Faculty Spotlight – Dr. Ezekiel Johnston-Halperin

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Prof. Ezekiel Johnston-Halperin is new to Ohio State, having joined the Condensed Matter Experiment group within the Department of Physics in July of 2006. Previous to arriving at OSU he received his graduate training in physics at the University of California at Santa Barbara in the lab of Prof. David Awschalom and worked as a post-doctoral researcher at the California Institute of Technology in the lab of Prof. James Heath in the Division of Chemistry and Chemical Engineering.

Dr. Johnston-Halperin’s research history covers a broad range of topics in spin-based and nanoscale science and technology, including:

  • ultrafast spin dynamics in III-V semiconductors,
  • epitaxial growth of ferromagnetic (Ga,Mn)As and subsequent spintronic device design and fabrication,
  • fabrication of nanowire-based circuits at the unprecedented density of 0.5 TBit/in2, and
  • investigation of functional molecular materials as nanoscale electronic building blocks.

Examples of Recent Research

Figure 1 (below) shows how the ability to fabricate extremely dense crossbar arrays coupled with the use of bistable molecular materials with scale-invariant functionality enables the fabrication of electronically addressable memory circuits at densities comparable to or better than the latest magnetic memory technologies.

A second example can be found in Figure 2 (below): due to its weak spin orbit coupling, GaN exhibits spin coherence times comparable to the highest quality GaAs epilayers, with significant coherence present even at room temperature. This result has significant implications for the design of functional spintronic circuits as well as in the pursuit of solid-state based quantum computing.

Current Research Activities

Since arriving at OSU, Prof. Johnston-Halperin has begun an interdisciplinary and collaborative research effort aimed at both the development of functional nanostructured materials as well as exploring ways to integrate spin-based functionality into nanoscale devices. Prof. Johnston-Halperin’s research group currently consists of two graduate student researchers (Sarah Parks and Lei Fang, both from the Department of Physics), and is still in the process of expanding. Current and pending research projects include:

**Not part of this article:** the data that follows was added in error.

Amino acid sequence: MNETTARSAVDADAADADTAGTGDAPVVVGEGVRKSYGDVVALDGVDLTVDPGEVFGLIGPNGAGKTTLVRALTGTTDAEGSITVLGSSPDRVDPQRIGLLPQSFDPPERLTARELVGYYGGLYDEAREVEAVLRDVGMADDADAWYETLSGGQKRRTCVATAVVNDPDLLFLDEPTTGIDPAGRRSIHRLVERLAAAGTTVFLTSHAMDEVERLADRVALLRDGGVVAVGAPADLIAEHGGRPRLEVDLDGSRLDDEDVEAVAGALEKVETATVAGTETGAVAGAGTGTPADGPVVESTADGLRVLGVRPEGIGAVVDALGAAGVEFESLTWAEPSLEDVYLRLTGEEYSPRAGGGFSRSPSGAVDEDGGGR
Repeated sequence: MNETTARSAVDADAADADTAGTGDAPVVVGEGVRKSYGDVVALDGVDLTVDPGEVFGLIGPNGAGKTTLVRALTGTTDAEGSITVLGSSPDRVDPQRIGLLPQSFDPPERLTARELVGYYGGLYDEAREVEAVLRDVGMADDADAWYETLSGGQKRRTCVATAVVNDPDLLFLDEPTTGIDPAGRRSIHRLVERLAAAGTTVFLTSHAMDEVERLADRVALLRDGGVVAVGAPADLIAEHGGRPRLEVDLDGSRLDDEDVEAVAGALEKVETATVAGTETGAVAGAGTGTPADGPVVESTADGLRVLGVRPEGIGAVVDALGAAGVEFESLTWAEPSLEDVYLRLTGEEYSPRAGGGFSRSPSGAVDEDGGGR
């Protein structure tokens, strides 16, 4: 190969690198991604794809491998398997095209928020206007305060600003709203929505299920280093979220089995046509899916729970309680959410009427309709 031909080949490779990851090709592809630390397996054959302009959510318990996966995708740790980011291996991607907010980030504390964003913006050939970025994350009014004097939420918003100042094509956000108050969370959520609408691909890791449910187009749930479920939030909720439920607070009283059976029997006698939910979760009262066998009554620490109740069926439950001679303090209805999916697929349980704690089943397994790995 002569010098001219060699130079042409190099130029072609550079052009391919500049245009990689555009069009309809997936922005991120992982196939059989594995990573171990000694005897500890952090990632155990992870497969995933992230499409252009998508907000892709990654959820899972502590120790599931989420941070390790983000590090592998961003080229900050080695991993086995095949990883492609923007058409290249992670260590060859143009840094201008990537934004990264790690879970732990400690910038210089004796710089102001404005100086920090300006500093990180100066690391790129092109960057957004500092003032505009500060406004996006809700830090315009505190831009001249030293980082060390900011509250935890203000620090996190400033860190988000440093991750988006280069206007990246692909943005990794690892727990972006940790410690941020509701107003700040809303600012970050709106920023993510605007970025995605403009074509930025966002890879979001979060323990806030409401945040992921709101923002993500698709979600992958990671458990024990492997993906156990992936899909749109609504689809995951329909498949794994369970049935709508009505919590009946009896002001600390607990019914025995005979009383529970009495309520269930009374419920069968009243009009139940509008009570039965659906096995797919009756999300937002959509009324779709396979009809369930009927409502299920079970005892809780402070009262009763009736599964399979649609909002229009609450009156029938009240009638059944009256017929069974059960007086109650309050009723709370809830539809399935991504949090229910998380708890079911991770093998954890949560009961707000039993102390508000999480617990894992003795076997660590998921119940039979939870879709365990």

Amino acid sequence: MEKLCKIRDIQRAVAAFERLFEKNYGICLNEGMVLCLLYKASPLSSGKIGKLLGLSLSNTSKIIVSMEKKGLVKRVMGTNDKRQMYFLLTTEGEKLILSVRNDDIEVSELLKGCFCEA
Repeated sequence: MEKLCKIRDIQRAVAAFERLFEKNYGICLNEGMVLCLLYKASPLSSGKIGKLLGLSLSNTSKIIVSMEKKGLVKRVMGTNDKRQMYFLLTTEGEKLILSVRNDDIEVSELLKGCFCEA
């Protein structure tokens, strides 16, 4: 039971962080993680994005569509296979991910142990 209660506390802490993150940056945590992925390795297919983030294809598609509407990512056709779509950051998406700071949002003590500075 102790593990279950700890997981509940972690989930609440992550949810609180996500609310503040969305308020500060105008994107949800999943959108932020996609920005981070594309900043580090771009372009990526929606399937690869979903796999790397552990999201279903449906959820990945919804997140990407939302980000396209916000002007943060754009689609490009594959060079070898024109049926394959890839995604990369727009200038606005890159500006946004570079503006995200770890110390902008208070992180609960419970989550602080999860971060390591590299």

• The nanoscale patterning of magnetic thin films, using techniques similar to those seen in Fig. 2 and in collaboration with Prof. Fengyuan Yang in the Department of Physics. These structures are of potential interest for magnetic random-access memory (MRAM) and in the fabrication of magnetic meta-materials.
  • The investigation of spin-transport in hybrid molecular/ solid-state systems in collaboration with Prof. Malcolm Chisholm in the Department of Chemistry and Prof. Jonathan Pelz in the Department of Physics.
  • The epitaxial synthesis of both magnetic and non-magnetic nanowires using metal-organic chemical vapor deposition in collaboration with the Wright Center for Photovoltaics Innovation and Commercialization (PVIC) at OSU.

More information and recent results can be found on the Johnston-Halperin group website.

Fig. 1 (a) Time resolved Faraday rotation signal (TRFR) from a GaN epilayer at various magnetic fields. The oscillating signal tracks the x-component of the optically induced spin polarization; the envelope of this signal indicates the inhomogenous (T2*) spin lifetime. (b) TRFR data showing room-temperature spin coherence PRB(Rapid Comm.) 63, 121202 (2001).

Fig. 2 Inset: Large area view of a nanowire-based crossbar circuit including lithographically defined electrical contacts. Main Image: Expanded view of a nanowire crossbar at a bit density of 10 11 Bits/cm 2. A bistable 2 rotaxane molecular monolayer forms the functional layer of the device – publication pending, Nature.